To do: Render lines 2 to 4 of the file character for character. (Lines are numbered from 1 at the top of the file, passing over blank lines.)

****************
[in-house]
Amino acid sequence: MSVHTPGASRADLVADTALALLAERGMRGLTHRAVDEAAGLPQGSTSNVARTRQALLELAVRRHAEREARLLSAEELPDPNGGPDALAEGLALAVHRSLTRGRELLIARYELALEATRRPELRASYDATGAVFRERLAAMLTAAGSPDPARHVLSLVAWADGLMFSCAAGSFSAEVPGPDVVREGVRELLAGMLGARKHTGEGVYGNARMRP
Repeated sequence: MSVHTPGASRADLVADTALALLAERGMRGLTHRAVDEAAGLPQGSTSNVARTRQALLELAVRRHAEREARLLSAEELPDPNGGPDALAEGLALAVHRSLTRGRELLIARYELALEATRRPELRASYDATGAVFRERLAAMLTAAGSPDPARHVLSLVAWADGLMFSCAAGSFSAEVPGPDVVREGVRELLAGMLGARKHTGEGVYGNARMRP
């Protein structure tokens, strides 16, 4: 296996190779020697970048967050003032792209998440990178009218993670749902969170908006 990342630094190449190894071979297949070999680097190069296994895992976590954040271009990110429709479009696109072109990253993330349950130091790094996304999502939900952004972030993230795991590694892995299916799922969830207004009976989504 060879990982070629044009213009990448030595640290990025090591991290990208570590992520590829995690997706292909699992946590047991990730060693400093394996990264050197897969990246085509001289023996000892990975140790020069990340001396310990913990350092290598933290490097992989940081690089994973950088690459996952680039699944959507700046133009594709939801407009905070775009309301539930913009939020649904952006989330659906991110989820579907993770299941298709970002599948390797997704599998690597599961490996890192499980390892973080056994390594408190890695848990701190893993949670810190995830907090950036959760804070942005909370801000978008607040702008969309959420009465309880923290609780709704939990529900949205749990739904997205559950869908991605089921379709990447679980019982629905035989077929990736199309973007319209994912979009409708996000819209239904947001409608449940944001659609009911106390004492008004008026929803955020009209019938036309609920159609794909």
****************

Amino acid sequence: MSVHTPGASRADLVADTALALLAERGMRGLTHRAVDEAAGLPQGSTSNVARTRQALLELAVRRHAEREARLLSAEELPDPNGGPDALAEGLALAVHRSLTRGRELLIARYELALEATRRPELRASYDATGAVFRERLAAMLTAAGSPDPARHVLSLVAWADGLMFSCAAGSFSAEVPGPDVVREGVRELLAGMLGARKHTGEGVYGNARMRP
Repeated sequence: MSVHTPGASRADLVADTALALLAERGMRGLTHRAVDEAAGLPQGSTSNVARTRQALLELAVRRHAEREARLLSAEELPDPNGGPDALAEGLALAVHRSLTRGRELLIARYELALEATRRPELRASYDATGAVFRERLAAMLTAAGSPDPARHVLSLVAWADGLMFSCAAGSFSAEVPGPDVVREGVRELLAGMLGARKHTGEGVYGNARMRP
């Protein structure tokens, strides 16, 4: 296996190779020697970048967050003032792209998440990178009218993670749902969170908006 990342630094190449190894071979297949070999680097190069296994895992976590954040271009990110429709479009696109072109990253993330349950130091790094996304999502939900952004972030993230795991590694892995299916799922969830207004009976989504 060879990982070629044009213009990448030595640290990025090591991290990208570590992520590829995690997706292909699992946590047991990730060693400093394996990264050197897969990246085509001289023996000892990975140790020069990340001396310990913990350092290598933290490097992989940081690089994973950088690459996952680039699944959507700046133009594709939801407009905070775009309301539930913009939020649904952006989330659906991110989820579907993770299941298709970002599948390797997704599998690597599961490996890192499980390892973080056994390594408190890695848990701190893993949670810190995830907090950036959760804070942005909370801000978008607040702008969309959420009465309880923290609780709704939990529900949205749990739904997205559950869908991605089921379709990447679980019982629905035989077929990736199309973007319209994912979009409708996000819209239904947001409608449940944001659609009911106390004492008004008026929803955020009209019938036309609920159609794909």